Computer numerical control (CNC) technology is used by machinists to operate a variety of manufacturing tools and equipment in the production of metal parts. These parts must be made to exacting standards, and the machinist uses precision measuring instruments to ensure accuracy and that the parts meet quality guidelines. A machinist reads and interprets specifications and blueprints, calculates dimensions and tolerances, lays out their work and marks pieces for machining. They then set up, program and operate their machine tools, such as CNC metal turning lathes, to cut or grind the metal into parts or products to the precise specifications of engineers or designers. They fit and assemble the machined metal parts and subassemblies, and verify their dimensions, strength and hardness.
The job of the machinist has changed due to technical advances such as the development of CNC technology. Now more than ever, it combines mental ability with manual skills – to develop a project from a blueprint requires careful thought and an understanding of mathematics and computer programming, as well as good mechanical ability. However, modern computer age machinists must still understand the properties of metal and basic manual machining techniques as they rely on this knowledge to set up and operate the variety of machine tools they use.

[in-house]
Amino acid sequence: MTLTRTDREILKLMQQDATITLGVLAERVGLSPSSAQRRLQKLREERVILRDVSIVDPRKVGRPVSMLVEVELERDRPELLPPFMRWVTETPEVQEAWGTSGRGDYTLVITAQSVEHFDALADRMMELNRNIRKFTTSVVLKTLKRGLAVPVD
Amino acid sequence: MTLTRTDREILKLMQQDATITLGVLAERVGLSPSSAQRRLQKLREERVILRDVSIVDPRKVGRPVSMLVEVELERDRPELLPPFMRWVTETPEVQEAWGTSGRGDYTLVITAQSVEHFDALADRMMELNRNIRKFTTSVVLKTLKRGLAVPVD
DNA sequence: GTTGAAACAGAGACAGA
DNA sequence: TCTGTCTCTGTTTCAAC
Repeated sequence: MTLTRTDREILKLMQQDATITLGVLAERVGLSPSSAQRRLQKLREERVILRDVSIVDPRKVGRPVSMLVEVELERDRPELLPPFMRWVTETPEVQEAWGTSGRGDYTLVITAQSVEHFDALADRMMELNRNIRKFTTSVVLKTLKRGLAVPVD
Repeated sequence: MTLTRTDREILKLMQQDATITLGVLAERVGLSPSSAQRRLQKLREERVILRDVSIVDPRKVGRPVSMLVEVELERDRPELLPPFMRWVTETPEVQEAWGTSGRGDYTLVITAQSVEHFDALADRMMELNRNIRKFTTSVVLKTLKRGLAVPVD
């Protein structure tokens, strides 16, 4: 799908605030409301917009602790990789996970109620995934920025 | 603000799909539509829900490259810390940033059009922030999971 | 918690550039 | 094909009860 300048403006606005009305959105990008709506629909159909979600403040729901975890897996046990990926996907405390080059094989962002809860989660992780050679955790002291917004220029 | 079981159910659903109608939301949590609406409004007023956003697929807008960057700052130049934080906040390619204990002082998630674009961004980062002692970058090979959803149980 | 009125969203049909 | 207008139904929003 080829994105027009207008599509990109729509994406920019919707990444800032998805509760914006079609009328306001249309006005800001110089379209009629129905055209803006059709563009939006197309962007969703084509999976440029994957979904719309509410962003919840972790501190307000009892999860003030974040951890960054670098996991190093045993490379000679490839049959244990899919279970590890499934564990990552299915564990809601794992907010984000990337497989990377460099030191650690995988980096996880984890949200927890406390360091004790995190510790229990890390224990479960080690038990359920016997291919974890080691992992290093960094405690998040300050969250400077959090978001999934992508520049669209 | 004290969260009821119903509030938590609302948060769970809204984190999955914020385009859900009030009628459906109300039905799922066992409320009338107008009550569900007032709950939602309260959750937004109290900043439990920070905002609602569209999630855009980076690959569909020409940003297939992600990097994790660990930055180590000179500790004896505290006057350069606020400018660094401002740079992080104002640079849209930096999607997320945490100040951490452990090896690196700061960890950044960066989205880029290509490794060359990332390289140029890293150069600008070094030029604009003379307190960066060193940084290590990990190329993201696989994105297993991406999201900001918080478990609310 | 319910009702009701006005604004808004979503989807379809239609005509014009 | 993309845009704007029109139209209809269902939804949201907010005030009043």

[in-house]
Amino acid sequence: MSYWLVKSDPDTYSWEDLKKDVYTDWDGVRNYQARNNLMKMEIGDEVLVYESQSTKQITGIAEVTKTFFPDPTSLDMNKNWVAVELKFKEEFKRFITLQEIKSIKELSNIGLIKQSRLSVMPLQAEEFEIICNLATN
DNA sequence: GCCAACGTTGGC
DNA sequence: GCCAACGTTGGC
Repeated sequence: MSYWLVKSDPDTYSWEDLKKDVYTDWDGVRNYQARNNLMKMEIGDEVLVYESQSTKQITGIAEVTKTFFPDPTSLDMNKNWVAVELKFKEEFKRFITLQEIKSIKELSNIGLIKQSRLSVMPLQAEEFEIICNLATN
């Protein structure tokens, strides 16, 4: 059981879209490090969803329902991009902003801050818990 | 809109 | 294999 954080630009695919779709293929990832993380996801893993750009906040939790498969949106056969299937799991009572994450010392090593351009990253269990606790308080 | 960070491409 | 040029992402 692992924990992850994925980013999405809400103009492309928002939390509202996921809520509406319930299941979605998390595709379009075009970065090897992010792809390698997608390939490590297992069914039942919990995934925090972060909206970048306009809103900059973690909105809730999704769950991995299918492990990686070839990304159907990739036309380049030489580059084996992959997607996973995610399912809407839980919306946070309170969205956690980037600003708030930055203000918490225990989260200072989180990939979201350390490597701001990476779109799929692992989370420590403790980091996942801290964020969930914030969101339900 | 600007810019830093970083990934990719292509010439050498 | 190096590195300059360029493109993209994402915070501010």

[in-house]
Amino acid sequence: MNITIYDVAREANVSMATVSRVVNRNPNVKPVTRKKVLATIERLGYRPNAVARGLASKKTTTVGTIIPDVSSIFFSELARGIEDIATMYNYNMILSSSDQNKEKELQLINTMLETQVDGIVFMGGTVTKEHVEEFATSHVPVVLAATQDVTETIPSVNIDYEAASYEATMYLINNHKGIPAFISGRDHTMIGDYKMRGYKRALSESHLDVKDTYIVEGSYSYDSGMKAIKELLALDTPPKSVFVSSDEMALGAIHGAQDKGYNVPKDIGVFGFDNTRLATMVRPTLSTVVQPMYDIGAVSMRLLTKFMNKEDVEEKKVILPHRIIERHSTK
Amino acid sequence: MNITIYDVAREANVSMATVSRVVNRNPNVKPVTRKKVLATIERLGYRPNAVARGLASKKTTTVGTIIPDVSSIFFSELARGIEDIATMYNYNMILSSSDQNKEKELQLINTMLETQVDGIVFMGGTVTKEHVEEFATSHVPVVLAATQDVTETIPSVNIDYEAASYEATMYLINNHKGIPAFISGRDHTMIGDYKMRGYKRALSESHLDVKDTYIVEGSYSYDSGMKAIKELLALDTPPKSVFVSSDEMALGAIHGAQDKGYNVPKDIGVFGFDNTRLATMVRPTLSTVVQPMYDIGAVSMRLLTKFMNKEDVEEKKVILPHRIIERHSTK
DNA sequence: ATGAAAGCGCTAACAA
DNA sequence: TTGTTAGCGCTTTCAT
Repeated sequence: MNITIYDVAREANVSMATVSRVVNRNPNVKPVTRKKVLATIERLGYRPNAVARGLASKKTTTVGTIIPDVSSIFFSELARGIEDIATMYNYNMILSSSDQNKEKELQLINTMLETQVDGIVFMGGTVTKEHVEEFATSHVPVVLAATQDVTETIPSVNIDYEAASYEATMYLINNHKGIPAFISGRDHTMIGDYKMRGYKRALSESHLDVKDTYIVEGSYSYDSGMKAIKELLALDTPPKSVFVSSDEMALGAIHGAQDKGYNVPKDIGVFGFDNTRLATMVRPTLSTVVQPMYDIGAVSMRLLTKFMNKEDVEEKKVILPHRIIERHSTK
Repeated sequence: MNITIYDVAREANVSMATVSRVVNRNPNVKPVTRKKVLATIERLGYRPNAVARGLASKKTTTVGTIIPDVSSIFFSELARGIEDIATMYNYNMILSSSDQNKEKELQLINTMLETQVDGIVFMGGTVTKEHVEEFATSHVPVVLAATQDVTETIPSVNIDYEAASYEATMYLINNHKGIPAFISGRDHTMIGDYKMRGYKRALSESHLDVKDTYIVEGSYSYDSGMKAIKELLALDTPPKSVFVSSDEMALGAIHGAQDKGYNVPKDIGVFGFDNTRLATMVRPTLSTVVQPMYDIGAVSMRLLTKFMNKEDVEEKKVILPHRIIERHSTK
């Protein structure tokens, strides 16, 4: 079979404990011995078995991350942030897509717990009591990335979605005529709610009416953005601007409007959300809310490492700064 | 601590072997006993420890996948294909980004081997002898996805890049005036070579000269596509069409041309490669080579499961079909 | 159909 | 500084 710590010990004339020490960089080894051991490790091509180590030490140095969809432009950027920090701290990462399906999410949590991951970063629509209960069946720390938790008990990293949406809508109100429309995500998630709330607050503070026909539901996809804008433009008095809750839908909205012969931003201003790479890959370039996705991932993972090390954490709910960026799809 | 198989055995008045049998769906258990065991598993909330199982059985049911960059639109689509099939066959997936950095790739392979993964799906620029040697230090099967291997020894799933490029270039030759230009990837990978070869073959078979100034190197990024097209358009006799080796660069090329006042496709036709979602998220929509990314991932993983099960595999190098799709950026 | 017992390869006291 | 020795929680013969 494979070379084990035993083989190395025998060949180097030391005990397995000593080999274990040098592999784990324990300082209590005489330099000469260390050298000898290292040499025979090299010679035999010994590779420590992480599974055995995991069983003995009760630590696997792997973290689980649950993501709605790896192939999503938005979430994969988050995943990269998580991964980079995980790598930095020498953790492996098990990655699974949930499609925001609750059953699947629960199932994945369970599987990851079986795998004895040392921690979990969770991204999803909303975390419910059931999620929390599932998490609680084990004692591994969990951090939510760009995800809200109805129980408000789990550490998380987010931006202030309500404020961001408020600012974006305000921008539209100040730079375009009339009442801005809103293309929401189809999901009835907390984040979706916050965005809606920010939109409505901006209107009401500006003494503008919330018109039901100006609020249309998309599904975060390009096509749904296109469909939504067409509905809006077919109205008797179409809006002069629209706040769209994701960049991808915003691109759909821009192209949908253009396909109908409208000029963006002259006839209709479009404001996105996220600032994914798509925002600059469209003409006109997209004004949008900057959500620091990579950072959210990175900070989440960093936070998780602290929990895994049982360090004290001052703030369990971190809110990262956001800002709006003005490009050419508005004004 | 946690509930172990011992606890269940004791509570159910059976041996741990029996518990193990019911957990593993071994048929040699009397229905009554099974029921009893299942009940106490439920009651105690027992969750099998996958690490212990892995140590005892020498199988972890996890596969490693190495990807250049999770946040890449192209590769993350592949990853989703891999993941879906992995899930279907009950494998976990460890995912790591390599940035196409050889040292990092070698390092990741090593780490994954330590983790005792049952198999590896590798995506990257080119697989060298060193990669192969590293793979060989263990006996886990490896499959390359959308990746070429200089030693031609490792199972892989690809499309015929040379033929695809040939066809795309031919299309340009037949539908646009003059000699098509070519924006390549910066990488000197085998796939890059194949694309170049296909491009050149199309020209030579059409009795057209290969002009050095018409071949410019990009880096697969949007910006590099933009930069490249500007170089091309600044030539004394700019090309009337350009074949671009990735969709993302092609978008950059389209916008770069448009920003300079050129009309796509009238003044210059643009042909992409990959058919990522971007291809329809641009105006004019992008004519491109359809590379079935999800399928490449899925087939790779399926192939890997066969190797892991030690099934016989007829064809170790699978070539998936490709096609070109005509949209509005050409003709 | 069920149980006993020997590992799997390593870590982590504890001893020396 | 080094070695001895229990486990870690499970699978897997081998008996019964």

Main dutiesMachining tool operators perform some or all of the following duties:
- Study job orders and interpret blueprints to determine machining operations to be performed
- Set up and operate machine tools to perform repetitive machining operations, such as turning, milling, drilling, boring, planing, honing, broaching, grinding or other machining operations
- Verify dimensions of parts machined using micrometers, callipers and other precision measuring instruments
- Prepare etching solution and immerse metal parts or workpiece in etching solution to remove unwanted portions
- Perform routine maintenance on equipment and machinery
- May enter codes specifying speed, feed and cut of the toolpath for computer numerical controlled (CNC) machine tools.
Who do they work for?
- Manufacturing industry
- Transport industry
- Trade industry
- Tool and die maker
- Machining and tooling inspector
- Machine tool set-up operator
- Aircraft parts etcher
- Boring mill operator
- Lathe machining operator
- Document use
How to join the field
- Some secondary school education is required.
- College or other courses in machining may be required.
- Several months of on-the-job training are provided.
- Senior positions in this unit group, such as set-up operator, require experience as a machine operator.
For more information, contact:Skills/Compétences Canada
294 Albert Street, Suite 201
Ottawa, ON K1P 6E6
Tel: 877 754 5226
Website : http://skillscompetencescanada.com/en/